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Case Report

Clinical and Radiological Manifestations of Congenital Tracheobronchomegaly (Mounier - Kuhn Sydrome)

Igor Kocijancic1, MD, PhD; Pavel Kavcic*1, MD
 1Clinical Radiology Institute, University Medical Centre Ljubljana, Slovenia

*Corresponding author:  Dr. Pavel Kavcic, Clinical Radiology Institute, University Medical Centre Bernekerjeva 15, 1000 Ljubljana, Slovenia, Tel: 0038640792330; E-mail: pavel.kavcic@gmail.com

Submitted: 02-04-2015  Accepted: 02-16-2015 Published: 02-24-2015

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Mounier-Kuhn Syndrome is a rare congenital abnormality characterized by pathological dilation of the trachea and major bronchi. Symptoms can range from minimal with preserved lung function to severe respiratory failure. Early recognition is important as it can lead to better management and prevention of complications. The diagnosis is usually made on the basis of the characteristic CT scan findings.

Case report

We report the case of a 57-year old man with chronic obstructive pulmonary disease and recurent lower respiratory tract infections. Chest CT showed tracheobronchomegaly with multiple diverticula of the trachea and main bronchi – findings
typical of Mounier-Kuhn Syndrome.


The diagnosis of Mounier-Kuhn syndrome should be considered in the differential diagnosis of patients with recurrent lower respiratory tract infections.

Keywords: Mounier-Kuhn Syndrome; Tracheobronchomegal; Computed Tomography


Mounier-Kuhn Syndrome is a rare congenital abnormality characterized by pathological dilation of the trachea and major bronchi, often accompanied with tracheal diverticulosis, bronchiectasis, bullae and recurrent pulmonary infections. It was first described by a french physician Pierre Mounier Kuhn in 1932 [1]. The incidence was estimated to be in the range of 0.5 to 1.5% with male preponderance [2]. The cause of the condition is not clearly understood; however, in biopsy studies, the absence or marked atrophy of the elastic fibers and smooth muscle of the trachea and main bronchi has been observed. Symptoms can range from minimal with preserved lung function to severe respiratory failure. Since clinical picture is non-specific, diagnosis is made radiologically. Chest radiography may establish the diagnosis if tracheal dilatation is evident; however, CT is usually required for accurate airway measurement and to assess complications. Early recognition is important as it can lead to better management and prevention of complications.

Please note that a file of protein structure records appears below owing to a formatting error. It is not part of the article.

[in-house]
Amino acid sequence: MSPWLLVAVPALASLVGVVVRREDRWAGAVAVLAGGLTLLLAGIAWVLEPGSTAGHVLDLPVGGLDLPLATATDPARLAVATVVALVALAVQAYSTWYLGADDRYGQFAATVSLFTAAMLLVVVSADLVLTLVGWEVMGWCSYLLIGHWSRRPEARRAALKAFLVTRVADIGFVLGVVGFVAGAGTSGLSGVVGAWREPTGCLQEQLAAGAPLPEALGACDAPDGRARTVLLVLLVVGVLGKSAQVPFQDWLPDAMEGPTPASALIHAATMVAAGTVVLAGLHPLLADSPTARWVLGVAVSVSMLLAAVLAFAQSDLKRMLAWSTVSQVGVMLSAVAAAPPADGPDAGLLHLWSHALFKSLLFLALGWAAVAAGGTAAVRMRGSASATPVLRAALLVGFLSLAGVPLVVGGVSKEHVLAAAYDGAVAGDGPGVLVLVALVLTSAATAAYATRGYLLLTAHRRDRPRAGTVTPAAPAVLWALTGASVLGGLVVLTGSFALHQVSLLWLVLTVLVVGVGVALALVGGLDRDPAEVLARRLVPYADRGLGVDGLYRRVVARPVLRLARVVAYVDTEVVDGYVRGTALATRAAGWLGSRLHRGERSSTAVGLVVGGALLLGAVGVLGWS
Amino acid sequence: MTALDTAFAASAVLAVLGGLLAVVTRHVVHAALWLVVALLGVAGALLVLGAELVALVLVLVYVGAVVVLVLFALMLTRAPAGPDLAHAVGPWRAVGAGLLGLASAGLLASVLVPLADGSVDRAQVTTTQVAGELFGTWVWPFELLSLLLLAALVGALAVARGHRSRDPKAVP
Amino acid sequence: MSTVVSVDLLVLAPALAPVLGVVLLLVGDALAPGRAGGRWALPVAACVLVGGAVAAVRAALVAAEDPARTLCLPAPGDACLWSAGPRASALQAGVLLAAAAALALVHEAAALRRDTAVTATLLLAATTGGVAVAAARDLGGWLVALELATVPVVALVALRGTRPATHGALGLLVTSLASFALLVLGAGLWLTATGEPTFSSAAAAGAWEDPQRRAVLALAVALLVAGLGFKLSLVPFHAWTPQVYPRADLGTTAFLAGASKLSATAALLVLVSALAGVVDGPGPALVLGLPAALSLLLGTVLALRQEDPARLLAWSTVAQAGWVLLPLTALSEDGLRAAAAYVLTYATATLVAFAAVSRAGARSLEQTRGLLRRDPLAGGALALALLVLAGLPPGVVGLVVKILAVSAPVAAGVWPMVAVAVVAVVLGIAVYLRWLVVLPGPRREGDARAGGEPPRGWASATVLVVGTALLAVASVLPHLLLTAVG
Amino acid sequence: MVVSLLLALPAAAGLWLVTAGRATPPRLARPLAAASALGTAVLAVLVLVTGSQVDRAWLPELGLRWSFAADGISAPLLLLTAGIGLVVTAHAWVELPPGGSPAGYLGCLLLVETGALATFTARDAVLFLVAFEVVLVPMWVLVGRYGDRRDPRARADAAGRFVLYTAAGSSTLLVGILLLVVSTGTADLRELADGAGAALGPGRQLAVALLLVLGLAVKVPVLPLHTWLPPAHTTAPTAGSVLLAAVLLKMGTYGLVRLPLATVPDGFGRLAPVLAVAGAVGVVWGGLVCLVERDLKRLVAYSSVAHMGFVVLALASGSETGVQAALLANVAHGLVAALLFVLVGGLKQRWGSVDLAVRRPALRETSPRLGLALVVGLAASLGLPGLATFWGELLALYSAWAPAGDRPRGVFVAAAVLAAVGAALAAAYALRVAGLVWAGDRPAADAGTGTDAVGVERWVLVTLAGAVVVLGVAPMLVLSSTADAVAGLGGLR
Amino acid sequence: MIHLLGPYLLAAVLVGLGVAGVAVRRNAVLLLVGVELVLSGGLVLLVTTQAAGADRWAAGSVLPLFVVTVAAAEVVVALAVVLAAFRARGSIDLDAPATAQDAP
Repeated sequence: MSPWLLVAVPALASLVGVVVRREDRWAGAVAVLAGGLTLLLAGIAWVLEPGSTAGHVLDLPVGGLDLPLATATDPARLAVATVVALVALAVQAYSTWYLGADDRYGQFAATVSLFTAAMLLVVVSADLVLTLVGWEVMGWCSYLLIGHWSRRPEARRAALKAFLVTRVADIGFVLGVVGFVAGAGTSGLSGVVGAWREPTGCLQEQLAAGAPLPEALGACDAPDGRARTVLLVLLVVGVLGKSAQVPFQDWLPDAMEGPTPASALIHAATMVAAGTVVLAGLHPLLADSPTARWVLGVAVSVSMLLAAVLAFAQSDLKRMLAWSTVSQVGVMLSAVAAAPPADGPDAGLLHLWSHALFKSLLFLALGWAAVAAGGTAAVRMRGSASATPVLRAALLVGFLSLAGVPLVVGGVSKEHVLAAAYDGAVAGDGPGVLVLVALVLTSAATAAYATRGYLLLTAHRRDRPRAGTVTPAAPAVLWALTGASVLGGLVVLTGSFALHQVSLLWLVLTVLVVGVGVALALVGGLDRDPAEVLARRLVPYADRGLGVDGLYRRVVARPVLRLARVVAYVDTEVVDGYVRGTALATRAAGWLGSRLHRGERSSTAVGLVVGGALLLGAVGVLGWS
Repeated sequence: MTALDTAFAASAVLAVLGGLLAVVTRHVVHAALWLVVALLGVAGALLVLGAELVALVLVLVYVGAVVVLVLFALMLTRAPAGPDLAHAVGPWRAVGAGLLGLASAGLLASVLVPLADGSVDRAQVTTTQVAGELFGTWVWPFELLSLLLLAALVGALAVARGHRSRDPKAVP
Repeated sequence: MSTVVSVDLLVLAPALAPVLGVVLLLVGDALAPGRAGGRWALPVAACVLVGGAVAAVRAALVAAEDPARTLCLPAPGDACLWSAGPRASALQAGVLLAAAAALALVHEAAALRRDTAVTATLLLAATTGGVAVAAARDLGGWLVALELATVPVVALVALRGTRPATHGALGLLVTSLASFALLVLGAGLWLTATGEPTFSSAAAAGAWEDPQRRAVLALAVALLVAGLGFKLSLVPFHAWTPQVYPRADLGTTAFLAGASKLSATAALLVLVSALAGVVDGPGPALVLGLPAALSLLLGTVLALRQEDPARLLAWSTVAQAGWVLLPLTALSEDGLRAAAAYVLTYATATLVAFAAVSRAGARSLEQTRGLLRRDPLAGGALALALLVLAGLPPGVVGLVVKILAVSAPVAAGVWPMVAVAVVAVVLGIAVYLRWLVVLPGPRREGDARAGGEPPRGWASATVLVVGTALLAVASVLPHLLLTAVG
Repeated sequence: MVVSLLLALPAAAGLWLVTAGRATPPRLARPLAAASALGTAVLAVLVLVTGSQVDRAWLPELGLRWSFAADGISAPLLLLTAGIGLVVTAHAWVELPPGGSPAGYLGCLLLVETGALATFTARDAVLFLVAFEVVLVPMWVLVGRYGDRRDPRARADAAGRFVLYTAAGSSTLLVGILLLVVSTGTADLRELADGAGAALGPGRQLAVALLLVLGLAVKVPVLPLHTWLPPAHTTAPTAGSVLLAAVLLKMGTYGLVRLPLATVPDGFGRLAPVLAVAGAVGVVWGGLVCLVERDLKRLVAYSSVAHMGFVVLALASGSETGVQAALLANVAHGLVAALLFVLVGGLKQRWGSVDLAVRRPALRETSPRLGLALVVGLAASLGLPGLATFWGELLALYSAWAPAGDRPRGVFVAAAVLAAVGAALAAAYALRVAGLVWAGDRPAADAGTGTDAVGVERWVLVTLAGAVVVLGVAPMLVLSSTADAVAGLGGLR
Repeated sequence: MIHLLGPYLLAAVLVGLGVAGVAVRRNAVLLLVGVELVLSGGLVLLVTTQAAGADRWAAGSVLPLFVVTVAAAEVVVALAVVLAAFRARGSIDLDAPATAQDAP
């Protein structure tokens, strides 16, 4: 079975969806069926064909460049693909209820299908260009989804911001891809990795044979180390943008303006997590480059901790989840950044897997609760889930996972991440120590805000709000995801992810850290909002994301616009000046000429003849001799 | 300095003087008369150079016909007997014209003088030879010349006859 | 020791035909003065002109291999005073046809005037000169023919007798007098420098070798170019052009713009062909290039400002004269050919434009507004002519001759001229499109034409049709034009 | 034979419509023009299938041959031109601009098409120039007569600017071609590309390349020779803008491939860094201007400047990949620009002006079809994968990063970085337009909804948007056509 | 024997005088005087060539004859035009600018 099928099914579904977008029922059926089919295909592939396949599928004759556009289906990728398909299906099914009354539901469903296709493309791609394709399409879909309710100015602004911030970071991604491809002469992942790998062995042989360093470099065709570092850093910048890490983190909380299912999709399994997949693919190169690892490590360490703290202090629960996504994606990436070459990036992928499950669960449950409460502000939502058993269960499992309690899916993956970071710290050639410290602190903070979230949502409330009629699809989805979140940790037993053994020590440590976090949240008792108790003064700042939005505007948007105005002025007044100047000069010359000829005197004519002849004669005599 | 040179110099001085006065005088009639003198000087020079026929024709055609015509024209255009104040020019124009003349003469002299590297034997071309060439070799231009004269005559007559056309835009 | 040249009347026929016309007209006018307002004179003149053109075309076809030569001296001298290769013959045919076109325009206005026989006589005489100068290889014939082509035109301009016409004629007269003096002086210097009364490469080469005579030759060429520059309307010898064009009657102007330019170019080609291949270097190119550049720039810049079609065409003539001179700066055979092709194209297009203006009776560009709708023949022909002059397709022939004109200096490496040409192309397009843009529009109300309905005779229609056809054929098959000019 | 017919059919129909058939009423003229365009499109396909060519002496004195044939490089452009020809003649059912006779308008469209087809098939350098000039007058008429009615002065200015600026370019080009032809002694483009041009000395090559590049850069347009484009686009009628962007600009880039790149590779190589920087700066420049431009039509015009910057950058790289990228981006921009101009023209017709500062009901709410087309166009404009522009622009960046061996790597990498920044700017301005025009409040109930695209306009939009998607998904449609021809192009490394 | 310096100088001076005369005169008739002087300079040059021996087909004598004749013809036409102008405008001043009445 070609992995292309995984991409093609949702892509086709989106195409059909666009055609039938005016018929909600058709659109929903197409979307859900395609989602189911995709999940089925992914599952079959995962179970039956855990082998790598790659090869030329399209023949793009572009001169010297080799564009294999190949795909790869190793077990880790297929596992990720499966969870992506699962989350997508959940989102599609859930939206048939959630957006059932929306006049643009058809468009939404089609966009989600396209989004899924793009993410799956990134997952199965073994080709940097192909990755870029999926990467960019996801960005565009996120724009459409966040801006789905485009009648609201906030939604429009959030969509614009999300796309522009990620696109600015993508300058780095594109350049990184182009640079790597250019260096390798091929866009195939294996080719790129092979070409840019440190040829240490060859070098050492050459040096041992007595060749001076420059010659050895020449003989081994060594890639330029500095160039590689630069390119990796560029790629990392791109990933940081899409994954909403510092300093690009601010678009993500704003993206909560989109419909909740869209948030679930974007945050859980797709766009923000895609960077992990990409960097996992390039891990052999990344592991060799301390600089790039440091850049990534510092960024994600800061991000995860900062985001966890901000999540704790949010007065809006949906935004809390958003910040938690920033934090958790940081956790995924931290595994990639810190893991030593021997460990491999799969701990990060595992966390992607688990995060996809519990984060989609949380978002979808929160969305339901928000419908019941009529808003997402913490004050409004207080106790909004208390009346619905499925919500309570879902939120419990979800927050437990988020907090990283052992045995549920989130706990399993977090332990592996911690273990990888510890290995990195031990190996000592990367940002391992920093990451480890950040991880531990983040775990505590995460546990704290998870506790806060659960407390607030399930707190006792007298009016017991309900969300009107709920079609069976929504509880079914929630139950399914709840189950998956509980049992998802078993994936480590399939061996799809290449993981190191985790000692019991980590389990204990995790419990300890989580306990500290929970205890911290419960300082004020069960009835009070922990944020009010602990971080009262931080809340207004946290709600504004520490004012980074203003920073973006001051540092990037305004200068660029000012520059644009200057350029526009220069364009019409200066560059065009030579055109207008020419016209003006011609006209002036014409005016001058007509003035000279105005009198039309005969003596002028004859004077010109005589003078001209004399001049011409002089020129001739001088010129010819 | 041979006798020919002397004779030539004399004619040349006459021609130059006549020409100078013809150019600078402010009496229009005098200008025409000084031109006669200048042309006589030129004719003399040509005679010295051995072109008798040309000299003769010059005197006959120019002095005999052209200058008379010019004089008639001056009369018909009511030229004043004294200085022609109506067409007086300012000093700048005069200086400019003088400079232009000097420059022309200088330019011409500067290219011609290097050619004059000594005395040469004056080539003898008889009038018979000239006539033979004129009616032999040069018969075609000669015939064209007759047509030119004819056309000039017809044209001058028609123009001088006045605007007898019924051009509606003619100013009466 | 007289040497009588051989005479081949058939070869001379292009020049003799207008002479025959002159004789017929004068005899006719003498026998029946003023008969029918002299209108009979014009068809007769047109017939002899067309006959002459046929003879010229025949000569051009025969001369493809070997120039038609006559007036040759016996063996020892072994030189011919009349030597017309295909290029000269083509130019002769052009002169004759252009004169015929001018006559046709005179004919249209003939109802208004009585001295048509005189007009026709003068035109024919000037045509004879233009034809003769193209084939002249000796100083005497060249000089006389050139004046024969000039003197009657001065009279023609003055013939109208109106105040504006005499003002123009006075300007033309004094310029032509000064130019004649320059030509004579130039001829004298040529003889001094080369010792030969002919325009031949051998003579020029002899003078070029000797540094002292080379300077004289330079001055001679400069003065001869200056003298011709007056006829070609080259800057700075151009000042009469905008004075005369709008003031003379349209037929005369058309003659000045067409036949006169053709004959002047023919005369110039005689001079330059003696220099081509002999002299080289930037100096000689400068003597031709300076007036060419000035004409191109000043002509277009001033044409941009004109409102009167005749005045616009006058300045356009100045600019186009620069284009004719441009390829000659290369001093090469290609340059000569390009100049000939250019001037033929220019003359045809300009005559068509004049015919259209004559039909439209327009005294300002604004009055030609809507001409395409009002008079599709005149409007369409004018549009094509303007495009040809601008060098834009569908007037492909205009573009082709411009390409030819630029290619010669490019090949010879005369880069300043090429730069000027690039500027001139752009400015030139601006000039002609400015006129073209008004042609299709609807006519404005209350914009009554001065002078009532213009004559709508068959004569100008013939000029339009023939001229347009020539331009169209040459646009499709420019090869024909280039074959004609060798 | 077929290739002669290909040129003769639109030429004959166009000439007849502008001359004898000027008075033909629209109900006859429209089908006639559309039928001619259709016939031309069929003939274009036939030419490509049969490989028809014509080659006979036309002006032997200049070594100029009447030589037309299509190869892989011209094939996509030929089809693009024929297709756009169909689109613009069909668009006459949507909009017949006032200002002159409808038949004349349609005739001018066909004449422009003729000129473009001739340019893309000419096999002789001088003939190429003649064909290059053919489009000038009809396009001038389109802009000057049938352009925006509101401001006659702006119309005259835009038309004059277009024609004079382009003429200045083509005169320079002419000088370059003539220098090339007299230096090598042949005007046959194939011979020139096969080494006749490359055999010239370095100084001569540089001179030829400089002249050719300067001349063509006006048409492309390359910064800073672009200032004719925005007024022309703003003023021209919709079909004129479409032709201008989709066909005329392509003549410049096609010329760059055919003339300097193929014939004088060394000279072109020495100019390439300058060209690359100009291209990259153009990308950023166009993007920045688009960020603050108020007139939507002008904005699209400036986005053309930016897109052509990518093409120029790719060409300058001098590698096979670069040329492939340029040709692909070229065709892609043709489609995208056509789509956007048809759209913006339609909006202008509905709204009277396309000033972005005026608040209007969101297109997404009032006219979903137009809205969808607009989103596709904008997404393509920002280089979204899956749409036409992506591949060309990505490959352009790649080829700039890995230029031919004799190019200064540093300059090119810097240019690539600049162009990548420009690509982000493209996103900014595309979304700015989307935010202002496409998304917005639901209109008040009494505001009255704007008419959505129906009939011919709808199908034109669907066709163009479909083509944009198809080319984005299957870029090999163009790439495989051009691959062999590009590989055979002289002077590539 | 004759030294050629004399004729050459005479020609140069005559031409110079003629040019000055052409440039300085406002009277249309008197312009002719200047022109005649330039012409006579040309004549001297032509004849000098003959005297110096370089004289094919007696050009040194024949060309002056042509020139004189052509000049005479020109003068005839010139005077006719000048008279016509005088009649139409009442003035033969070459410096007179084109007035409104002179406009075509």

Case report

A 57-year old man underwent chest CT imaging for the first time with complaints of recurrent lower respiratory tract infections over the last ten years, presenting as episodes of productive cough with fever. He had recently been diagnosed as chronic obstructive pulmonary disease.

Pulmonology 1.1

Figure 1. Coronal and axial chest CT showing tracheobronchomegaly. 

Pulmonology 1.2

Figure 2. Coronal and axial chest CT showing multiple diverticula.
The patient was ex-smoker with no occupational exposure to respiratory irritants. There was no family history of a lung illness. Pulmonary function test were normal. Previous chest radiographs were stated to be normal, without any pulmonary infiltrates.

Pulmonology 1.3

Figure 3. Coronal and axial chest CT showing bullous emphysema. Chest CT scan showed evident tracheobronchomegaly. The trachea was dilated, with a diameter of 3.4 cm, while the right and left main bronchi had diameters of 2.1 and 2.3 cm, respectively. Multiple diverticula and areas of scalloping were seen between the cartilaginous rings in the trachea and in right and left main bronchi. The largest posterior tracheal diverticula was measuring 2x1 cm. Additional bullous emphysema and several cystic bronchiectasis were seen in the lung parenchyma bilaterally (Figures 1-3).